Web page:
Rashid Husain SyedIndia is a strategic partner of the West, particularly the United States, yet it continues to buy crude oil from Russia.

Indian Prime Minister Narendra Modi is apparently ignoring America’s efforts to squeeze Russian President Vladimir Putin over his Ukraine misadventure. India is buying crude oil from Russia at an increasing pace. And its purchases of Russian coal have spiked in recent weeks, despite global sanctions on Russia.

According to two sources and data reviewed by Reuters, traders are offering discounts of up to 30 per cent.

India’s purchases from Russia must be particularly galling for the U.S.

Despite the ban on Russian oil and other products entering the U.S., a “significant” share of Russian crude oil is being re-exported to America and Europe through refineries in India, according to the National Post, citing a report from Helsinki-based think-tank Centre for Research on Energy and Clean Air (CREA).

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MORE ON PUTIN’S WAR

Compared to a meagre 277,000 barrels a day in April, the average daily rate of Russian oil exports to India in May stood at 819,000 barrels, oilprice.com said. According to analytics and data company Kpler, India has already imported five times as much Russian crude as it bought in all of 2021. That’s 60 million barrels so far this year compared to 12 million in all of 2021.

Around 800,000 barrels a day of Russian oil has been redirected from Europe to India, Rystad Energy analyst Claudio Galimberti said.

“India is providing an outlet for Russian crude oil to get through the market,” Lauri Myllyvirta, a lead analyst at CREA, told AP.

Indian exports of oil products such as diesel have risen to 685,000 barrels a day from 580,000 barrels a day before the invasion of Ukraine. Much of its diesel exports are sold in Asia. Yet bypassing sanctions and overcoming hurdles, about 20 per cent was shipped via the Suez Canal to either Europe or the United States, Myllyvirta said.

India’s Russian purchases are “causing frustration in Western countries, which are paying higher prices for oil in part due to efforts to restrict Russian export revenue that is being used to wage war,” the Financial Times reported last week.

“People are realizing that India is such a refining hub, taking it at such a cheap price, refining it and sending it out as clean products because they can make such strong margins on that,” said Matt Smith, a lead analyst at Kpler who tracks Russian oil flows. Nearly half the oil refined in Jamnagar, India’s largest buyer of Russian oil, is shipped outside the country.

While most refiners in the West have shunned Russian crude and avoided exploiting the situation, India continues to brazenly do so, making a windfall in the process. India is getting Russian crude at a steep discount – around 30 to 35 per cent below market prices.

Attempts to discourage India from buying Russian crude in such large volumes haven’t met with much success. In late May, Indian officials insisted they would continue. “We will get cheap oil from Russia,” Reuters quoted officials saying. A rupee-ruble trade mechanism to facilitate the transactions is being discussed.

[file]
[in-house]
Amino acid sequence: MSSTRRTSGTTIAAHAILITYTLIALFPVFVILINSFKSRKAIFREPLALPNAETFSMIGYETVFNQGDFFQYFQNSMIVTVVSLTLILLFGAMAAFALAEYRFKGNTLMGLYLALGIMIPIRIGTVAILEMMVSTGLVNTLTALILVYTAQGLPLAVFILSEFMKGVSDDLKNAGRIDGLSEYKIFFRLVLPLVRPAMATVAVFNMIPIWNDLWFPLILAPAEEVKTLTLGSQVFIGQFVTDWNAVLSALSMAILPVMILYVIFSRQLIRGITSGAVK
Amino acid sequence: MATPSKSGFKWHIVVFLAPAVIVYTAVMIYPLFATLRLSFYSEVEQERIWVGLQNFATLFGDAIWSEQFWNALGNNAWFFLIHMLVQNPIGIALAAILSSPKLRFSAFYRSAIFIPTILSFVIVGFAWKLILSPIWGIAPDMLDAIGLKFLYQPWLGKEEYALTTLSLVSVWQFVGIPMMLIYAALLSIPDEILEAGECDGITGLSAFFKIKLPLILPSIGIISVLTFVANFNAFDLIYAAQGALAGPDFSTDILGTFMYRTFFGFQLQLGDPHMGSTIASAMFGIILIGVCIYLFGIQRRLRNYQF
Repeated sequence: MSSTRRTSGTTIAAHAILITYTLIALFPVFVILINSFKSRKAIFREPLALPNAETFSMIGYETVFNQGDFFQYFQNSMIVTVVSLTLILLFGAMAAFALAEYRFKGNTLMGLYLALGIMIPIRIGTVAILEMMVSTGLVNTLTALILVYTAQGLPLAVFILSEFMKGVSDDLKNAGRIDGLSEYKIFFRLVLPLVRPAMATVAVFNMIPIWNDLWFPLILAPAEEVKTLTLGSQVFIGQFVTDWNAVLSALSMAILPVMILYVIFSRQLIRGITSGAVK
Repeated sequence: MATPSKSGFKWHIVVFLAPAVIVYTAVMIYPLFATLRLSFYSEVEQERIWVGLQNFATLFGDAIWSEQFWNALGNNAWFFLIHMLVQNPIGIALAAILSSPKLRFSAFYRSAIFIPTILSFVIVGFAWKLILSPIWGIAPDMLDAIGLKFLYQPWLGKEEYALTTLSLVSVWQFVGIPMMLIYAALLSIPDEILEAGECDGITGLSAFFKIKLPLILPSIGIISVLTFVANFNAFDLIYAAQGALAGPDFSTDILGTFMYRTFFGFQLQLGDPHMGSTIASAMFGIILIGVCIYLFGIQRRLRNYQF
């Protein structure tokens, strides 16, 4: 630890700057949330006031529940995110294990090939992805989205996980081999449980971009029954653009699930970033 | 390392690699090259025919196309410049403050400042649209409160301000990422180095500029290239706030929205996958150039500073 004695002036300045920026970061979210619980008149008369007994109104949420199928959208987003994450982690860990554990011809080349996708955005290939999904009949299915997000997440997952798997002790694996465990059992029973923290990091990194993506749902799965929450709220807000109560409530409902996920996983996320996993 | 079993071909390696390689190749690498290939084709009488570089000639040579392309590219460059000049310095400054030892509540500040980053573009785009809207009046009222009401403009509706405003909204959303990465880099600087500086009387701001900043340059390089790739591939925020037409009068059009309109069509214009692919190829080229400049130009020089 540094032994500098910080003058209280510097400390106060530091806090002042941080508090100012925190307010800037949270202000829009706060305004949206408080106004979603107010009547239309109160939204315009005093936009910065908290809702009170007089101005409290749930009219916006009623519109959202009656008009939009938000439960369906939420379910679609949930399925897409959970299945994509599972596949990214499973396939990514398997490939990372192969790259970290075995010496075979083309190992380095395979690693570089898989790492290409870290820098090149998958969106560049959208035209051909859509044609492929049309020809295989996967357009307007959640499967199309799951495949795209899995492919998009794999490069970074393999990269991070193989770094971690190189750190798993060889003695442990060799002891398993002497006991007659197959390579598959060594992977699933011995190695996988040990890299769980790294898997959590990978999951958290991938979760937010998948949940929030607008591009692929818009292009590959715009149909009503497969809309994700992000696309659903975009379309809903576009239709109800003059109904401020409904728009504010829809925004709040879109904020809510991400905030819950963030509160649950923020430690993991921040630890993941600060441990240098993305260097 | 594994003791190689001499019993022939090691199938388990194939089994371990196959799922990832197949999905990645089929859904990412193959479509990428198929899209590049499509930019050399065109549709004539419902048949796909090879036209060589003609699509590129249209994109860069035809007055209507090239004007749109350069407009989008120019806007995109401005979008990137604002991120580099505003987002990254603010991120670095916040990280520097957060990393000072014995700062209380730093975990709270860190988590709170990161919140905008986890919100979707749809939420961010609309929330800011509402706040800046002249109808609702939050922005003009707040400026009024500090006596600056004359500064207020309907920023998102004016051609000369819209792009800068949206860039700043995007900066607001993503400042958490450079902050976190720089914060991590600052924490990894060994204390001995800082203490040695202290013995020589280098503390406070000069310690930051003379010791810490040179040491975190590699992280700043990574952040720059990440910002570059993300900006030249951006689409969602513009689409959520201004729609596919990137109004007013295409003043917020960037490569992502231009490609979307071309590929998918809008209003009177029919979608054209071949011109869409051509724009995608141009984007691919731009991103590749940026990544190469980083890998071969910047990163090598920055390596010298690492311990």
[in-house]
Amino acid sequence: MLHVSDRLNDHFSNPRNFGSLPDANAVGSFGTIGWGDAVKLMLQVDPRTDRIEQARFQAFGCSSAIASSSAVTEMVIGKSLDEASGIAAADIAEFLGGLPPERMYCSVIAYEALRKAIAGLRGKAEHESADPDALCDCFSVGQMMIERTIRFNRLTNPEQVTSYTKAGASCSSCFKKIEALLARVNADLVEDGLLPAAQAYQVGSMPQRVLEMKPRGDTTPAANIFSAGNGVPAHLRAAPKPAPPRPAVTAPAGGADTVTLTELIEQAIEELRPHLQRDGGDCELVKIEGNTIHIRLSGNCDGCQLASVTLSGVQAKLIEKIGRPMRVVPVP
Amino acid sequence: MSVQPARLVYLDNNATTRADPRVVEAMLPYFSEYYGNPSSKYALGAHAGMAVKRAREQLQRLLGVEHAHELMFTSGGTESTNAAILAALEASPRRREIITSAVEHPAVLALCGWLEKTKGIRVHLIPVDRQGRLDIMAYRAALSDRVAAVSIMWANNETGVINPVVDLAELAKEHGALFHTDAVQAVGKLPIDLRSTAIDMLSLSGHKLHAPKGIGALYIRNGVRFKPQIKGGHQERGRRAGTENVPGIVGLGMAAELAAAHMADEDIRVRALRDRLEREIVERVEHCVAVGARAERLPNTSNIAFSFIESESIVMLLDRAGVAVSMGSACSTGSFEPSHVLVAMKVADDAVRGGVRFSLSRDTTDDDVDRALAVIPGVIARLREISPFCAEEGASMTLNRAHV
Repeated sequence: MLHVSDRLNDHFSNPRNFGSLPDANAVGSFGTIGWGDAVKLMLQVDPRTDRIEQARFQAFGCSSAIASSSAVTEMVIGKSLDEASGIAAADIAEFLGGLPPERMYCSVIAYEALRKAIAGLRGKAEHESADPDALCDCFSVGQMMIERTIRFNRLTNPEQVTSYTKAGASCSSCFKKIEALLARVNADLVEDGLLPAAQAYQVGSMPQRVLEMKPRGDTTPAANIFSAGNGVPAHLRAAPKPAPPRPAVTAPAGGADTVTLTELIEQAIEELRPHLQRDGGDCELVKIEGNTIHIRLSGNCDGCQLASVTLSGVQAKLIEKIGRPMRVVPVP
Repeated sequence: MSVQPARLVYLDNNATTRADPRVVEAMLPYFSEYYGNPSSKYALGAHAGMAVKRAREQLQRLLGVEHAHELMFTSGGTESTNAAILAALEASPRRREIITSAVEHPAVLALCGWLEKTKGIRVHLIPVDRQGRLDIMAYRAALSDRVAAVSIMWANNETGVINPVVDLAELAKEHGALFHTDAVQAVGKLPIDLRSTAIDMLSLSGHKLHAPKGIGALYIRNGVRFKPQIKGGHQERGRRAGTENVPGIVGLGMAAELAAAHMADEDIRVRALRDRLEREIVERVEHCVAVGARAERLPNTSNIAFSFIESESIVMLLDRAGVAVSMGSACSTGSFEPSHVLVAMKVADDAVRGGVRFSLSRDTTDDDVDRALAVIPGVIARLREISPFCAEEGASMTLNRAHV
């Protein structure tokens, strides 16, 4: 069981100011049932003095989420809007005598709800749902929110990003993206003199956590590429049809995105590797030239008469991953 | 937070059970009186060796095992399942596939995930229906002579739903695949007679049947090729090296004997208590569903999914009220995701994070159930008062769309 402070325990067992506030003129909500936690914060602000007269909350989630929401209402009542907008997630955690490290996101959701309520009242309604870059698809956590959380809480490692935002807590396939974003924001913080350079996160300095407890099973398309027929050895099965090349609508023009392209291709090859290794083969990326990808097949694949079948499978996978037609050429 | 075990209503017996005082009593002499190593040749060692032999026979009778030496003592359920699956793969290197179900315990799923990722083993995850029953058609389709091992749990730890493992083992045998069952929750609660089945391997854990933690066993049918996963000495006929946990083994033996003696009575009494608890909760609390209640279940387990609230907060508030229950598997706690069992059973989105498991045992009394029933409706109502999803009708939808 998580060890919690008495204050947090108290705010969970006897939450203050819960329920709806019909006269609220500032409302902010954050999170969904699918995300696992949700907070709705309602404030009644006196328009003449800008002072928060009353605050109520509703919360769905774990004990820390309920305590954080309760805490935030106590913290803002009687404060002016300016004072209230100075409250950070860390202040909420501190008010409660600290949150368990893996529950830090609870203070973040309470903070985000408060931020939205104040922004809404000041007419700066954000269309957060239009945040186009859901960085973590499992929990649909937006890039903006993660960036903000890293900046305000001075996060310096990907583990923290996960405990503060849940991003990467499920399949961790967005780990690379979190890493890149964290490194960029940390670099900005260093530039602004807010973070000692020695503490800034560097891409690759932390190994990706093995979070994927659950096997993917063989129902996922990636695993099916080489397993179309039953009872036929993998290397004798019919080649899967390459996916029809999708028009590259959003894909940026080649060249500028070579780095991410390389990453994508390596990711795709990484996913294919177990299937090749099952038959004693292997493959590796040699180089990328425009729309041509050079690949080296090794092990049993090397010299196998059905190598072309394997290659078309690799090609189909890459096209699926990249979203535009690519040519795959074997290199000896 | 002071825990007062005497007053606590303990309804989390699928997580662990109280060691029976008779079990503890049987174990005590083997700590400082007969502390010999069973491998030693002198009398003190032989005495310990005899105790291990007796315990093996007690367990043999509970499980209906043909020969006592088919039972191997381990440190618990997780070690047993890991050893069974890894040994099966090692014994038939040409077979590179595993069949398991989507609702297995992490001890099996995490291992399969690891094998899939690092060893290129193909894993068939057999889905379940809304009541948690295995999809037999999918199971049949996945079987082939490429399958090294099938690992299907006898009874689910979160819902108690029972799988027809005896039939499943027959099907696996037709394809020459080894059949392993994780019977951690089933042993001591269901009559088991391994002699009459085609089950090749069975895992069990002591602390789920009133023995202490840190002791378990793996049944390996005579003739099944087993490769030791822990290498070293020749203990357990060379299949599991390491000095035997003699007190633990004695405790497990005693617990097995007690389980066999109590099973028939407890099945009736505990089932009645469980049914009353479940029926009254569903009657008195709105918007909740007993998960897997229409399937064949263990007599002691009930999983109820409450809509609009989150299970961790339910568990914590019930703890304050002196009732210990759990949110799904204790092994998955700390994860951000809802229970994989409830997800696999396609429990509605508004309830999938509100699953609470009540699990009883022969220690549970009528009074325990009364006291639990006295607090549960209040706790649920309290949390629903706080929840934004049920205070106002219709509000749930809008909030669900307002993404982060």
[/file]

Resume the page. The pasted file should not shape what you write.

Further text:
So Russian crude oil exports have held steady, despite sanctions over the Ukraine conflict, much to America’s consternation.

America’s top energy adviser has asked India not to buy too much Russian oil, warning it to be careful not to look like it’s taking advantage of the invasion of Ukraine.

Amos Hochstein, the U.S. special envoy for energy affairs, told senators during a hearing that Russia is making more money from oil and gas exports than it was before the war, thanks to the jump in prices.

India’s strategy seems to be significantly undermining America’s efforts to put the squeeze on Russia.

Hochstein told a U.S. Senate subcommittee on Europe and regional security co-operation that he had spoken to Indian officials. “In my conversations with them, I’ve said: ‘Look, we don’t have secondary sanctions, we can’t ban your purchases. But as you increase your purchases from Russia, I would ask two things:”

“‘One, don’t go too far, and don’t look like you’re taking advantage of the pain that is being felt in European households and in the United States.’

“‘Second, make sure you negotiate well. Because if you don’t buy it, nobody else is, so you have an advantage here.’”

Hochstein said Russia is bringing in more revenue from energy exports than before the war.

Despite tightening the screws, efforts to stop India from buying large volumes of Russian crude don’t seem to be gaining much traction. And so India continues to make the best of both worlds.

Toronto-based Rashid Husain Syed is a respected energy and political analyst. The Middle East is his area of focus. As well as writing for major local and global newspapers, Rashid is also a regular speaker at major international conferences. He has provided his perspective on global energy issues to the Department of Energy in Washington and the International Energy Agency in Paris. For interview requests, click here.


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